Tiffany Derry might be the restaurant industry’s ultimate renaissance woman. The “Top Chef” alum and fan favorite is not only an industry consultant and food policy advocate, but she also has her own apparel line and a burgeoning restaurant portfolio. In April, she’ll return to “Top Chef,” this time as part of an elite judging and dining panel that features other past, notable contenders like Nina Compton, Edward Lee, and Kwame Onwuachi.
Given her dynamic personality and expertise, it’s no surprise that Derry is comfortable operating both full- and quick-service restaurants. During the pandemic, she opened the second location of fast casual, Roots Chicken Shak, and is slated to debut the full-service Roots Southern Kitchen this spring.
While building a restaurant pipeline is no small feat, Derry believes it’s well worth the effort.
How would you describe your fast casual? What was it like opening a second location in 2020?
Roots Chicken Shak has been around almost four years. We have a location here in Dallas that usually yields pretty big numbers for such a small space, which is great. Our slogan is “Home of the Duck Fat–Fried Chicken.” I created a menu that was short and spoke to what people wanted. When we first opened, it was just chicken wings, chicken sandwiches, and a salad. Eventually we added chicken strips, a cobb salad, and banana pudding. I wasn’t a huge lover of chicken strips, but after we made it perfect, I was like, “Ah, now I’m a believer.”
We partnered with H-E-B to open the second Roots Chicken Shak in Austin, [Texas], last August. My business partner Thomas Foley and I made some realistic goals and tried to figure out all that we could before we got into the space. It was definitely different without the craziness that you would normally have in an opening, but, in a way, that worked out. It has allowed us to work out the kinks and figure out the system.
Speaking of openings, you have a full-service restaurant that’s about to debut.
Roots Southern Table is something I’ve been working on actively and inactively for the last seven years. We were originally going to open last July, but we had to adjust everything. Thankfully the city of Farmers Branch [a Dallas suburb] and our landlord have been great. Openings now are very different from openings before COVID, where you would have people pack the house. That was your form of marketing; those people became your ambassadors. Now you’re figuring out new ways to promote your restaurant.
April is our target month to open. We’ve taken measures to change how we originally thought the restaurant would look. We’ve put a little more focus on our patio and closed it off with glass sliding doors. We invested in a heating source and an air-conditioning unit outside. We changed our AC unit to have a filtration system set up through it to make people feel safer. We had to figure out what we could do on our end right now that will still benefit us later.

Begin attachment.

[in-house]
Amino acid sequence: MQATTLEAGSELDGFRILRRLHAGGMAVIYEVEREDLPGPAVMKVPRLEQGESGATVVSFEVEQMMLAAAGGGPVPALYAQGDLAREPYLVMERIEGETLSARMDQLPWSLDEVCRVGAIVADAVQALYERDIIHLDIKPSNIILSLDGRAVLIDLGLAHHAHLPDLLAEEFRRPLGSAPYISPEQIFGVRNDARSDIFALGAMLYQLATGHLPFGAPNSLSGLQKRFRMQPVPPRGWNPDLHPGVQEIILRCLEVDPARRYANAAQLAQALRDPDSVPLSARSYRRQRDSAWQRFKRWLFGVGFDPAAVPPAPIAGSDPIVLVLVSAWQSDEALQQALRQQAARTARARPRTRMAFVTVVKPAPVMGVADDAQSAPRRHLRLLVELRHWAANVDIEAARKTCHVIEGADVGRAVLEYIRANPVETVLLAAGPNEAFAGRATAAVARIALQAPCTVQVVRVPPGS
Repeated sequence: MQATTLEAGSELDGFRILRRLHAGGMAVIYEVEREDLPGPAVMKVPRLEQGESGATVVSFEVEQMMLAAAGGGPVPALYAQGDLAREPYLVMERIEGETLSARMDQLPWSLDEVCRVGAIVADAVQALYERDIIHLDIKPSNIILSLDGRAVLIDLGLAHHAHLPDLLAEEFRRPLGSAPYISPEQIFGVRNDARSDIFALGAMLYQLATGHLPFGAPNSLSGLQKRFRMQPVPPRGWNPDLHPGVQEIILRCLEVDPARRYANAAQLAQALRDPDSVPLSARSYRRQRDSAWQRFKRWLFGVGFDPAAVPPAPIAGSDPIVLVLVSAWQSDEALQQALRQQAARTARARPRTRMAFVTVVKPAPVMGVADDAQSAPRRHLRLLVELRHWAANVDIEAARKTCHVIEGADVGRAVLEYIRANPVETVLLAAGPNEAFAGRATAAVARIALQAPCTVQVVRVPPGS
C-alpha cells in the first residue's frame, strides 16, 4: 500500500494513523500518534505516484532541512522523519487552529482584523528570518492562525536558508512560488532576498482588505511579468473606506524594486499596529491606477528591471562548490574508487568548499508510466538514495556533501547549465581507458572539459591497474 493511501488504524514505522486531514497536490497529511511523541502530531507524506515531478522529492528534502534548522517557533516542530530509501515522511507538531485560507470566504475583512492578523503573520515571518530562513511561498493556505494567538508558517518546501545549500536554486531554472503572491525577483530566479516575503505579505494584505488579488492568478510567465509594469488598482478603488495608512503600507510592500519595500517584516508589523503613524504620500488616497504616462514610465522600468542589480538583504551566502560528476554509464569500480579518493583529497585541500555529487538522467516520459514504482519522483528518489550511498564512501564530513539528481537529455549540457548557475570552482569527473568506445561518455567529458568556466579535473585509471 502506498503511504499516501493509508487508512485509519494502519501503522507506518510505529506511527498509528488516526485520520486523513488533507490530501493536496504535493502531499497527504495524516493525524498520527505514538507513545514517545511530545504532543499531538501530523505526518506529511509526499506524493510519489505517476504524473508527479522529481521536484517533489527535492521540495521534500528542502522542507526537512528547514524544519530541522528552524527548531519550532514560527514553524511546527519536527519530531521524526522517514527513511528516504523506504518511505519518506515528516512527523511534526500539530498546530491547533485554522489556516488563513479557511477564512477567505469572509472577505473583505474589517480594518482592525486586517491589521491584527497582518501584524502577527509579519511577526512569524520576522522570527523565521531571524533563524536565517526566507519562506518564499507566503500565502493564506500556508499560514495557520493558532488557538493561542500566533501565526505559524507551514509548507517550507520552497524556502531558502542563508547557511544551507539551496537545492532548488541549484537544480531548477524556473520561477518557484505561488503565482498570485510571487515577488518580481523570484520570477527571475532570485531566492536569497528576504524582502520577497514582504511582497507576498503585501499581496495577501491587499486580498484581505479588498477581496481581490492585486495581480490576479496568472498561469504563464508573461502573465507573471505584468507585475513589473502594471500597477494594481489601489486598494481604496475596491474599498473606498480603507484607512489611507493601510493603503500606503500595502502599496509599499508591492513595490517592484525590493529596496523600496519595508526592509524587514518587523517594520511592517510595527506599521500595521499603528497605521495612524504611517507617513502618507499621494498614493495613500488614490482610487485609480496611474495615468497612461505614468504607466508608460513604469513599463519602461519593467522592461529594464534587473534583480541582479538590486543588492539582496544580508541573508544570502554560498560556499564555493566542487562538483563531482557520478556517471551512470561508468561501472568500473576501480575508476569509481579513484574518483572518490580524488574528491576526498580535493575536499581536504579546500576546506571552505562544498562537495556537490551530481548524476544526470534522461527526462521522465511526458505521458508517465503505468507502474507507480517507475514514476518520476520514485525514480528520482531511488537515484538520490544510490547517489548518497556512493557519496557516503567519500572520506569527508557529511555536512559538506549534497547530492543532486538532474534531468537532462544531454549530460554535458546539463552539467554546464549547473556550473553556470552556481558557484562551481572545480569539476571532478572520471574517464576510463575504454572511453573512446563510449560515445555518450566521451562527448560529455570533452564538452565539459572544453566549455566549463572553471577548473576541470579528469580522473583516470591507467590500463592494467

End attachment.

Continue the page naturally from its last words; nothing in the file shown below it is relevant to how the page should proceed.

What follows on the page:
Has the diverse nature of your business portfolio helped you weather the last year?
One-hundred percent. I’d done a lot of TV work, which has led to events. I also have different partnerships; I’m an ambassador for Novo Nordisk, which is a diabetes treatment company. I have DerryWear, which is my clothing line. That has helped push the brand a little bit more.
[When the pandemic began,] I started doing virtual cooking classes, and it’s allowed me to not depend on the restaurant for my source of income, which is where a lot of people are having problems. I was able to cut my expenses so that I could give the restaurant a chance to survive. My partner and I made sure that our guests not only have a restaurant, but that our employees also have a place to work.
You also have to lean on relationships. A lot of times, people are just bombarded with so many things that they forget. You can’t be afraid to reach out. When you do that, you’ll have people who want to work with you.
What are your long-term goals for the restaurant side of your business?
We have a plan in place. I want to make sure that people who want to own businesses can do that. We’re working on franchising Roots Chicken Shak and making it an opportunity for women to come into the program, own their own franchise, and figure out the financing piece. We all know the difference for some is just having access to finances.
Growing up, I didn’t see chefs who looked like me. I definitely didn’t see Black chefs, and I didn’t see many women chefs. I think it’s important that we all have representation across the board. If we can get people to where they are owning their own restaurant and creating their own spaces, it creates a better ecosystem.
Do you think we’re moving in that direction?
There has been some progress, but I think it has been made because people have demanded it. My philosophy is that I will not wait for you to give me a seat at the table. Even if I have to create my own table and whittle and saw and do what I have to do so I can bring others along with me, then that’s what I’ll do. There are women who have created that space, and I think there are also great advocates for us. My business partner is a white male, and he is one of the most generous and supportive people. They’re out there; we just have to find those right connections.